The Annual Move


Otis Dozier ( American, 1904 - 1987 )

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General Description

Otis Dozier portrays the plight of individuals displaced by the Dust Bowl, but juxtaposes their despair with the hopeful solidity of the family unit. This stark depiction of the rural area of Garland, Texas, shows a family preparing their meager belongings for departure. One senses the reassuring survival of tradition and continuity in such an uprooting; the family heirlooms clustered in the foreground, the newborn baby in its mother's arms. Dozier seems to suggest that the only expendable element is the house itself, now empty. The people and the land endure.

Drawn from

  • Sam Ratcliffe, John Lunsford, and Joseph B. Rucker, DMA unpublished material [audio file: "Otis Dozier, The Annual Move," The Lone Star Regionalist: The Legacy of Jerry Bywaters], 2003.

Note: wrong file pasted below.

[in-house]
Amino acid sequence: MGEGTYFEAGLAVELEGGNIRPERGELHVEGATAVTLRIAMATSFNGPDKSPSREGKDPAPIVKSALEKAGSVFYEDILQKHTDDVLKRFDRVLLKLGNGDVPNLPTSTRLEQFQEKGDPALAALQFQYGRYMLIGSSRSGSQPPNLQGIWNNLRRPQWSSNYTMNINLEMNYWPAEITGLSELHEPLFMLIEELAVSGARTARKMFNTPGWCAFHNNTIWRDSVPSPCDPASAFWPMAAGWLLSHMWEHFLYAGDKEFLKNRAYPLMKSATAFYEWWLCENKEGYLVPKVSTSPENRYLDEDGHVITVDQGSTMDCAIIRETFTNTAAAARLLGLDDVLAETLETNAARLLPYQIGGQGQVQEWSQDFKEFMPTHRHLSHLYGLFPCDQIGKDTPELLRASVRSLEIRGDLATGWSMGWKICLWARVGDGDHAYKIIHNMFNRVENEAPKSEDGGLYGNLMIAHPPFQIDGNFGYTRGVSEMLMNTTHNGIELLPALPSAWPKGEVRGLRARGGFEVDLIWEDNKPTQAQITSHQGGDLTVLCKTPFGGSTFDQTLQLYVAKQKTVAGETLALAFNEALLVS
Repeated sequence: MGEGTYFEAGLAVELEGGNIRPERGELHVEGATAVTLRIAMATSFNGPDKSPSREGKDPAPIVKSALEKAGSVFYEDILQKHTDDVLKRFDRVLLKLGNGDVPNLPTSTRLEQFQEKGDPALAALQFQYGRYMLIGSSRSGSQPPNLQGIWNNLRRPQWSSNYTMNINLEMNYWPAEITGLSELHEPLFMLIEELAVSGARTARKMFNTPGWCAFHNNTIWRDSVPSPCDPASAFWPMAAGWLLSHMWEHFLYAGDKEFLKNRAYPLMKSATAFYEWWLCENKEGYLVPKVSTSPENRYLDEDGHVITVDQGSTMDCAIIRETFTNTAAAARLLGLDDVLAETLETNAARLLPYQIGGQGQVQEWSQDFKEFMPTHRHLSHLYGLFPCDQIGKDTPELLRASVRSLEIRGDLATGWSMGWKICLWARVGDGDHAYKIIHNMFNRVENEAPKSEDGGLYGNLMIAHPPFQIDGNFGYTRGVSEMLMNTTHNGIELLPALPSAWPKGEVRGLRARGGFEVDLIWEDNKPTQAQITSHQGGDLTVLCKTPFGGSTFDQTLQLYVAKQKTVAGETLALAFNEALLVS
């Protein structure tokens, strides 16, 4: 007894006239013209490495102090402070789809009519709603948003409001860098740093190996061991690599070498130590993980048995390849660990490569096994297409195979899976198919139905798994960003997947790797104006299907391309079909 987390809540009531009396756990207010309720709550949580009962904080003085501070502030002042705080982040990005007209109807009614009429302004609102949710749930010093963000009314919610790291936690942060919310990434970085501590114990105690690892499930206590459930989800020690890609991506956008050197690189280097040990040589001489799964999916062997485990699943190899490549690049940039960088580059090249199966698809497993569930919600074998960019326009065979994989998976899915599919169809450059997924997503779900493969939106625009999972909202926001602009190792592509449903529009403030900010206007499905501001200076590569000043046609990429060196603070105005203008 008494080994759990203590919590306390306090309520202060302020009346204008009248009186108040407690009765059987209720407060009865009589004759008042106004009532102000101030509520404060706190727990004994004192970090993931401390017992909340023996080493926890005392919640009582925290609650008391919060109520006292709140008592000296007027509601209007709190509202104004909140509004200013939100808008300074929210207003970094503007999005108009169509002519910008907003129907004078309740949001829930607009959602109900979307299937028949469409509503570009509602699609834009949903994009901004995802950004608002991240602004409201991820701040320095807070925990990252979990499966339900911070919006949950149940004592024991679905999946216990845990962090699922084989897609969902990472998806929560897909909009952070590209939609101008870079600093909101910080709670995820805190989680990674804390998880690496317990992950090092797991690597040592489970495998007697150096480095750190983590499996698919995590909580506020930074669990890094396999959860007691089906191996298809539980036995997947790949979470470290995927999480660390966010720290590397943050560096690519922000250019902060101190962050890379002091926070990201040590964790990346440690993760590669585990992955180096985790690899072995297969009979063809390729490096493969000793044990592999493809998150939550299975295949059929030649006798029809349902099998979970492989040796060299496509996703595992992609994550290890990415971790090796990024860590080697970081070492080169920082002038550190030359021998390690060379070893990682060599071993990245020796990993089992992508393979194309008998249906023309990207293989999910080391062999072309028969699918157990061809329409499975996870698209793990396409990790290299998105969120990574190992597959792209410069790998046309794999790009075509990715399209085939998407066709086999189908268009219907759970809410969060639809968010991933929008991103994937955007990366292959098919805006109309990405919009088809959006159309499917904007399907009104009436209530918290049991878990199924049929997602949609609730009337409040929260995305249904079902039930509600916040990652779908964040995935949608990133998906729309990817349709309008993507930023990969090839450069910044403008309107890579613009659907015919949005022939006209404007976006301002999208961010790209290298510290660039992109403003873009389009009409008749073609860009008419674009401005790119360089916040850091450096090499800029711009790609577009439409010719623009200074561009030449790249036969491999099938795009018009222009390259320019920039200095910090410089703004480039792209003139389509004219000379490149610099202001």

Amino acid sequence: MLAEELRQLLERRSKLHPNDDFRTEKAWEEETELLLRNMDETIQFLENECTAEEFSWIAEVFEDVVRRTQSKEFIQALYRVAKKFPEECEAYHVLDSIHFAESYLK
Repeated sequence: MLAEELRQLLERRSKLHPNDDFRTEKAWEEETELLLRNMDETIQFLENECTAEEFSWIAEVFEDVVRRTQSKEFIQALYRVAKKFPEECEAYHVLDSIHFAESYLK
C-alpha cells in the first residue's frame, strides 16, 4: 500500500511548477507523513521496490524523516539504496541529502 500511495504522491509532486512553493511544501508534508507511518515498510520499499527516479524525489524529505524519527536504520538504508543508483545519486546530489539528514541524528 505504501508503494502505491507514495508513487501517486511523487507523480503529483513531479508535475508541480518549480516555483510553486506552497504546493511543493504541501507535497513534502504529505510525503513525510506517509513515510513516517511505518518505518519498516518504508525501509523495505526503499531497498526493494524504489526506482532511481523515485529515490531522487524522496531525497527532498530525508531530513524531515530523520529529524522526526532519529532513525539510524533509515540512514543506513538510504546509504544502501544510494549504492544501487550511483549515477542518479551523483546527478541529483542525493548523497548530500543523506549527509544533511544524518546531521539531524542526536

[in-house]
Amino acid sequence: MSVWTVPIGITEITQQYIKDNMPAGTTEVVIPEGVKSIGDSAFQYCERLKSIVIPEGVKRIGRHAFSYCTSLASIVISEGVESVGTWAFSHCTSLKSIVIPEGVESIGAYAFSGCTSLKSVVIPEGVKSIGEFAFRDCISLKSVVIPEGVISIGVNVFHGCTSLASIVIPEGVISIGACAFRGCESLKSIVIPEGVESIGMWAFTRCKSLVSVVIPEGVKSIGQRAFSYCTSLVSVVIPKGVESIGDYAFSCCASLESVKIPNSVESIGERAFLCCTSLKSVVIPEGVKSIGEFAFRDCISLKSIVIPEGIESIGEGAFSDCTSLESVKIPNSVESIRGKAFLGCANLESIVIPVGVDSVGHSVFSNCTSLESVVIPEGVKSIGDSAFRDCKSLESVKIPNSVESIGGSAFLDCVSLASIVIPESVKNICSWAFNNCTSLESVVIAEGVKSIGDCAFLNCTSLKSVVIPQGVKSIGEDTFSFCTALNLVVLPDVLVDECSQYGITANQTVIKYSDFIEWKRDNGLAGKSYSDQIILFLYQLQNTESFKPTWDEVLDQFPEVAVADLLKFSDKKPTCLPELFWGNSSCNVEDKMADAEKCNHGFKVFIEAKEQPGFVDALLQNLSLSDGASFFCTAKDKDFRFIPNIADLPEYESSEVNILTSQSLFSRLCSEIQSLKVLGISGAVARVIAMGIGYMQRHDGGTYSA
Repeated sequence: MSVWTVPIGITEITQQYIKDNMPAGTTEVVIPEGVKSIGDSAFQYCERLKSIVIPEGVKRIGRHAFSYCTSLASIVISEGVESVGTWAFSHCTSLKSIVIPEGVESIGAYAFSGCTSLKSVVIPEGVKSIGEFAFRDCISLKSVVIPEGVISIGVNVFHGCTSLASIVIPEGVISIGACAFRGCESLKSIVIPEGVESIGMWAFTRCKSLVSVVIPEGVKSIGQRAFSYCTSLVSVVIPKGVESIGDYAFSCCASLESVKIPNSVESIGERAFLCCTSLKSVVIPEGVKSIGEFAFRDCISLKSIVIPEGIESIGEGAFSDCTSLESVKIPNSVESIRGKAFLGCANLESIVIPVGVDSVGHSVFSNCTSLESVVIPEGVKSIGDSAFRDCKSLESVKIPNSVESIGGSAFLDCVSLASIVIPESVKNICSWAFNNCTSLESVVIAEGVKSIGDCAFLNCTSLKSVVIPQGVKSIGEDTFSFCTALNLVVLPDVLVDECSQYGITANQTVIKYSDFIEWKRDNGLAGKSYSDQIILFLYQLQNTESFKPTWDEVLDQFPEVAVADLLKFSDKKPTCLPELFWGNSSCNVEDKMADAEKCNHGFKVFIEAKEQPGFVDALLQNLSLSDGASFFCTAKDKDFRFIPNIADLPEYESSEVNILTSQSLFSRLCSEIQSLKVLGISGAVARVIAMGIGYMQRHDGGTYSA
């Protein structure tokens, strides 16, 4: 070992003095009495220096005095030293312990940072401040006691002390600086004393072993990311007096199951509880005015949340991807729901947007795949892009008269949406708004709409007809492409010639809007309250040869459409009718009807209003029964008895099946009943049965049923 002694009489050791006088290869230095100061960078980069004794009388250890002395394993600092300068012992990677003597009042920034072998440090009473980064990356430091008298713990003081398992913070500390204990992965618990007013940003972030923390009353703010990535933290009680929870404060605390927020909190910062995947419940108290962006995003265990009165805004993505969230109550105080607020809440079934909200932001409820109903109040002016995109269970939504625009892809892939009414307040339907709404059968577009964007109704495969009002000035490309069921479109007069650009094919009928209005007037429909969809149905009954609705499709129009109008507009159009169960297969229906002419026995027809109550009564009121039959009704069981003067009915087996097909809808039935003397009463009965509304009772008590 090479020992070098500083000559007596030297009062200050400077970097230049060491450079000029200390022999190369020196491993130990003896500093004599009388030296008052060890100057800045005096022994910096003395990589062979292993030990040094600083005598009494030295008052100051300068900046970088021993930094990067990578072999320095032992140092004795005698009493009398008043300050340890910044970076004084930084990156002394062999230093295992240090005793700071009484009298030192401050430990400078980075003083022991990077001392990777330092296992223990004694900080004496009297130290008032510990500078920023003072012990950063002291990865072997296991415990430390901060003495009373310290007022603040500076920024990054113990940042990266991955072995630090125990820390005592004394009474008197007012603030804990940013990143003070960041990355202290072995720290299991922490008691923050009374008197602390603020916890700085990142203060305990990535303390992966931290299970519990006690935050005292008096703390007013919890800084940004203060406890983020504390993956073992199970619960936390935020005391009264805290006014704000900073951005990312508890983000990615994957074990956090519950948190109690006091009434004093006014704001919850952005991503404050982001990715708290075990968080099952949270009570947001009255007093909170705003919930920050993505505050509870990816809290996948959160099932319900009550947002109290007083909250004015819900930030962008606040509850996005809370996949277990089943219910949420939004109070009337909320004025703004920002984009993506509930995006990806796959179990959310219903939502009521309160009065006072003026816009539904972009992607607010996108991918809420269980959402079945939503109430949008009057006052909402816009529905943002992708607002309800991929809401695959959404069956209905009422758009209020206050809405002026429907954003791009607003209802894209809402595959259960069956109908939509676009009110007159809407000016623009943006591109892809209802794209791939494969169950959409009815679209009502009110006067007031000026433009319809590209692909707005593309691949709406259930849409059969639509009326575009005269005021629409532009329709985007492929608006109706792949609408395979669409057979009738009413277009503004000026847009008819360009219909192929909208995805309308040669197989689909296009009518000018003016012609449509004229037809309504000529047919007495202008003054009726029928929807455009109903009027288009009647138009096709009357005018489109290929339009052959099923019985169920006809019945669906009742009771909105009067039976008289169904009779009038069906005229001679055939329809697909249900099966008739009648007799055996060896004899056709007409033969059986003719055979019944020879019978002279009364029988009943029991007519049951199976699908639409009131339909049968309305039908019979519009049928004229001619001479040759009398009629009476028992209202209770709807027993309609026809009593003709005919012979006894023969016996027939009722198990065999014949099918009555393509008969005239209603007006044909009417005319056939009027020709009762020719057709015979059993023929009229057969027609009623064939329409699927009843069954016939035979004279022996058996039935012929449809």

• Stewart, Rick. Lone Star Regionalism: The Dallas Nine and Their Circle 1928-1945. Austin: Texas Monthly Publishing, 1985, p. 63.

Fun Facts

  • Otis Dozier identified so strongly with the theme of this work that he and his wife served as the models for the couple in the painting.

  • The car, a 1918 Model A Ford, was borrowed from Dallas artist Perry Nichols.

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